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Old June 20th, 2016, 06:36 AM   #1

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Taizong: son of heaven


Due to an increasingly approaching one month vacation to China I've decided to do some reading on the incredibly scary subject of China.

With about 10 dynasties and complex sounding era's like ''war of the 10 kingdoms'' I often get a feeling of ''where do I start'' When I think of Chinese history.

Han's a given of course and with it being a golden age and me visiting its capitol Chang'an Tang seems to have been my answer to that question.

I often use a biography as an entree point to a particular era and so I've been looking for the Tang person who interest me most. At this point that would be the second and according to some even founding emperor Taizong.
And there's even a book out on him! Taizong: son of heaven by one C.P. Fitzgerald.

A biography on Taizong exists...aaand that's about all that I know about it. There aren't any reviews or other info available on the work. So has anyone read it? Is it any good and worth spending 40 Euro's on. And if not is there an alternative for info on Taizong?
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Old June 20th, 2016, 03:58 PM   #2

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Taizong is a fascinating person. If you read on him or talk to Chinese people in general about him, usually he is seen as a brilliant, magnanimous emperor and military genius at a young age. All in all a great good man. But then everyone knows he started the coup that killed his brothers (one a crown prince loved then according to records but much maligned now) and then forced his father to abdicate. I think he also killed everyone in his brothers' households except a pretty concubine or something. A lot of the stuff attributed to him and his brothers don't add up, yet his incredible military achievements are unmistakable. You draw the conclusion as to how incredibly talented he was.
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Old June 20th, 2016, 04:04 PM   #3
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I'd never heard of Taizong before this, now I have something new to research.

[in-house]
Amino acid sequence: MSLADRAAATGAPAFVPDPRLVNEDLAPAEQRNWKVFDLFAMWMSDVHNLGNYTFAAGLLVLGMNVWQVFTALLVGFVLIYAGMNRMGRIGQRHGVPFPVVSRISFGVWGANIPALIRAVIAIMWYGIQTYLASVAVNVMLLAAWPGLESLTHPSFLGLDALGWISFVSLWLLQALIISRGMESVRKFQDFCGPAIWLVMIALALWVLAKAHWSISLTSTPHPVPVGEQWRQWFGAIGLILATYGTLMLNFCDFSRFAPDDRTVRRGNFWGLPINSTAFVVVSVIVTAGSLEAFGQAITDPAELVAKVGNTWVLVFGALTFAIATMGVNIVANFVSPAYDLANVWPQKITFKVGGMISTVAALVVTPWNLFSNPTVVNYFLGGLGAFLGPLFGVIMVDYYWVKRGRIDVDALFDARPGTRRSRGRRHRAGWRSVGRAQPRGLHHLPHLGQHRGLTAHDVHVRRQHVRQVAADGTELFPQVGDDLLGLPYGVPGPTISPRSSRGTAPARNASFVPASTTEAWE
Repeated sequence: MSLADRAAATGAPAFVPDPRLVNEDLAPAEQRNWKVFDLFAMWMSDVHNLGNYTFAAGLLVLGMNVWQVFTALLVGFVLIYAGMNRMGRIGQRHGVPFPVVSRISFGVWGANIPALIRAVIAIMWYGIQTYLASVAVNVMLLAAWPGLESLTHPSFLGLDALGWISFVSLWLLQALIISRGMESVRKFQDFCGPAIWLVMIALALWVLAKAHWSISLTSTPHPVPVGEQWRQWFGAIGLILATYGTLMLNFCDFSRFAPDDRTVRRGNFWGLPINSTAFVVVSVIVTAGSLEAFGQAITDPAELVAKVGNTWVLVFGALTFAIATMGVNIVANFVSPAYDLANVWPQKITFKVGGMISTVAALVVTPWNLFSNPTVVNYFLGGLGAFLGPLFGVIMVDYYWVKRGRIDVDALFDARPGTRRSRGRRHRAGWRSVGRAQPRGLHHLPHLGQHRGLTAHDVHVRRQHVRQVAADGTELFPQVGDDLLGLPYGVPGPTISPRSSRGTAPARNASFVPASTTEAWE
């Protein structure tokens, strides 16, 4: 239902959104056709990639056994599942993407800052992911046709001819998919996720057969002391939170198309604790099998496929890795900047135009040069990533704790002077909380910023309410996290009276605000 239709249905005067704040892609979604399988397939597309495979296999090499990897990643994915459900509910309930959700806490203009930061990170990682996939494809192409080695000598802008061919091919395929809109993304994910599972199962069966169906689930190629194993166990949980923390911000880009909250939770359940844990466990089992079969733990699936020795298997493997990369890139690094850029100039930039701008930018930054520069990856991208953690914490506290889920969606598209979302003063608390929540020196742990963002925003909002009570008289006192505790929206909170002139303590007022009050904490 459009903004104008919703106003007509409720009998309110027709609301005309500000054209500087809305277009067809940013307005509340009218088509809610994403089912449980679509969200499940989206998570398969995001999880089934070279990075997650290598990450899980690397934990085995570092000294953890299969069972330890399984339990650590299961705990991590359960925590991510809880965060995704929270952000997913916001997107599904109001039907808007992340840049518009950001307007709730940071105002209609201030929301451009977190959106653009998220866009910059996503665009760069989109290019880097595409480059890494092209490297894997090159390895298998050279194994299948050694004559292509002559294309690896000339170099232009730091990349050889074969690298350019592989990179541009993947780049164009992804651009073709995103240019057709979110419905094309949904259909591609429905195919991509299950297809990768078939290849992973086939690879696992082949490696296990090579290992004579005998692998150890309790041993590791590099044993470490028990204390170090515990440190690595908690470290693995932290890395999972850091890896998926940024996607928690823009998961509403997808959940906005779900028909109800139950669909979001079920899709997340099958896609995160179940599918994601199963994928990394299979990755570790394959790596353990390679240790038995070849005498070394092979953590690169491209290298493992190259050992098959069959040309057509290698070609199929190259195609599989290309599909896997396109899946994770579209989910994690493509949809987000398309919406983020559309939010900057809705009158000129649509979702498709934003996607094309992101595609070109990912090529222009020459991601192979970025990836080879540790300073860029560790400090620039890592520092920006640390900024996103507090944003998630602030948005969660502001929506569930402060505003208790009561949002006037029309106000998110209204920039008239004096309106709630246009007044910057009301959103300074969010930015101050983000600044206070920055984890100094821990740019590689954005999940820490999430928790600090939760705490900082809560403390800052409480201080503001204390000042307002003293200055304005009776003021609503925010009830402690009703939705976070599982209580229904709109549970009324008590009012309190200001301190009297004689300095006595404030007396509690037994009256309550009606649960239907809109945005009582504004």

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Old June 20th, 2016, 04:08 PM   #4

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Why was he so popular among the steppe nomads? Was it purely fear and respect for his power, or did he have a special connection to them? He seems to be an anomaly in that sense. Chinese emperors usually weren't very well-liked on the steppe.
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Old June 20th, 2016, 06:59 PM   #5

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Quote:
Originally Posted by stevapalooza View Post
Why was he so popular among the steppe nomads? Was it purely fear and respect for his power, or did he have a special connection to them? He seems to be an anomaly in that sense. Chinese emperors usually weren't very well-liked on the steppe.
People were always impressed and in awe of grandeur and splendor. That was how China's surrounding nations paid tributes willingly. It was not forced per se, but people have an innate need for order which requires clear hierarchy. Steppe people generally viewed China like barbarians viewed Rome, a big slab of juicy fat meat It really depends on how that meat was dangled. Li household came from the northwestern China, and actually has significant Xianbei blood.
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Old June 20th, 2016, 07:37 PM   #6

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Originally Posted by Mandate of Heaven View Post
Li household came from the northwestern China, and actually has significant Xianbei blood.

Oooh ok. That probably explains a lot of it.
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Old June 22nd, 2016, 11:43 PM   #7

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Quote:
Originally Posted by stevapalooza View Post
Oooh ok. That probably explains a lot of it.
There's been some really fascinating research these past few years that tries to redefine the Tang as a completely Xianbei dynasty - at least up until An Lushan. Granted the debate has always been there, but the revisionist school has been making some real headway lately.
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Old June 23rd, 2016, 05:11 PM   #8
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Quote:
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There's been some really fascinating research these past few years that tries to redefine the Tang as a completely Xianbei dynasty - at least up until An Lushan. Granted the debate has always been there, but the revisionist school has been making some real headway lately.
Wait, so they are trying to redefine Tang as a "conquest dynasty" like Yuan?
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Old June 23rd, 2016, 09:33 PM   #9

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Wait, so they are trying to redefine Tang as a "conquest dynasty" like Yuan?
Yuan was undisputed outside invader, but Li was part of the Suei status quo. And they rose up along with other powerful parts of the previous status quo. Judging purely on blood is kind of moot, as there's hardly any undisputed pure Han after the Uprising of the Five Barbarians.
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Old June 24th, 2016, 04:08 AM   #10
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...as there's hardly any undisputed pure Han after the Uprising of the Five Barbarians.
What about the southerners?
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